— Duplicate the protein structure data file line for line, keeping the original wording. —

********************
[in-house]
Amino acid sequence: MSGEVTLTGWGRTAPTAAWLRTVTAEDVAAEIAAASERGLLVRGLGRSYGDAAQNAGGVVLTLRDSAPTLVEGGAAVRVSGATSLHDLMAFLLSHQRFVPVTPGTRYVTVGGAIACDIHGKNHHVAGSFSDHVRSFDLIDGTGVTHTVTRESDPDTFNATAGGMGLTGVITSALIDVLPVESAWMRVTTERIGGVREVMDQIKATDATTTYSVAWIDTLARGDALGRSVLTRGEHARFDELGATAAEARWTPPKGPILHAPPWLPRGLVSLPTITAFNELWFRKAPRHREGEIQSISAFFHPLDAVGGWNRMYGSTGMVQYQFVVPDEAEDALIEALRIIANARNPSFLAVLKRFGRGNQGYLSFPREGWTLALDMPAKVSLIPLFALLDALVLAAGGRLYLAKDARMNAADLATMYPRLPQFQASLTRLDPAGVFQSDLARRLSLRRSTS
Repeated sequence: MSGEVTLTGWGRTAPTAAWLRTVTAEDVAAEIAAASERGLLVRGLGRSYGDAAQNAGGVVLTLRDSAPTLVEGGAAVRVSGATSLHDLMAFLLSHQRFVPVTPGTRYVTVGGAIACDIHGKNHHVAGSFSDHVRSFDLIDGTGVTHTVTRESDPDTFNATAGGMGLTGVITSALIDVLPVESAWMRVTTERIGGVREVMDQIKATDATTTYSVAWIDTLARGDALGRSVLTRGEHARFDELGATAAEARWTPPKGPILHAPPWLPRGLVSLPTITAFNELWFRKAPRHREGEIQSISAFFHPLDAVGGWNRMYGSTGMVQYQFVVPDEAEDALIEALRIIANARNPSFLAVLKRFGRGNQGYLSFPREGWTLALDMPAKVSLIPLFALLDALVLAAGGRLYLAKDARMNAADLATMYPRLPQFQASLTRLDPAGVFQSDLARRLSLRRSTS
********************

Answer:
[in-house]
Amino acid sequence: MSGEVTLTGWGRTAPTAAWLRTVTAEDVAAEIAAASERGLLVRGLGRSYGDAAQNAGGVVLTLRDSAPTLVEGGAAVRVSGATSLHDLMAFLLSHQRFVPVTPGTRYVTVGGAIACDIHGKNHHVAGSFSDHVRSFDLIDGTGVTHTVTRESDPDTFNATAGGMGLTGVITSALIDVLPVESAWMRVTTERIGGVREVMDQIKATDATTTYSVAWIDTLARGDALGRSVLTRGEHARFDELGATAAEARWTPPKGPILHAPPWLPRGLVSLPTITAFNELWFRKAPRHREGEIQSISAFFHPLDAVGGWNRMYGSTGMVQYQFVVPDEAEDALIEALRIIANARNPSFLAVLKRFGRGNQGYLSFPREGWTLALDMPAKVSLIPLFALLDALVLAAGGRLYLAKDARMNAADLATMYPRLPQFQASLTRLDPAGVFQSDLARRLSLRRSTS
Repeated sequence: MSGEVTLTGWGRTAPTAAWLRTVTAEDVAAEIAAASERGLLVRGLGRSYGDAAQNAGGVVLTLRDSAPTLVEGGAAVRVSGATSLHDLMAFLLSHQRFVPVTPGTRYVTVGGAIACDIHGKNHHVAGSFSDHVRSFDLIDGTGVTHTVTRESDPDTFNATAGGMGLTGVITSALIDVLPVESAWMRVTTERIGGVREVMDQIKATDATTTYSVAWIDTLARGDALGRSVLTRGEHARFDELGATAAEARWTPPKGPILHAPPWLPRGLVSLPTITAFNELWFRKAPRHREGEIQSISAFFHPLDAVGGWNRMYGSTGMVQYQFVVPDEAEDALIEALRIIANARNPSFLAVLKRFGRGNQGYLSFPREGWTLALDMPAKVSLIPLFALLDALVLAAGGRLYLAKDARMNAADLATMYPRLPQFQASLTRLDPAGVFQSDLARRLSLRRSTS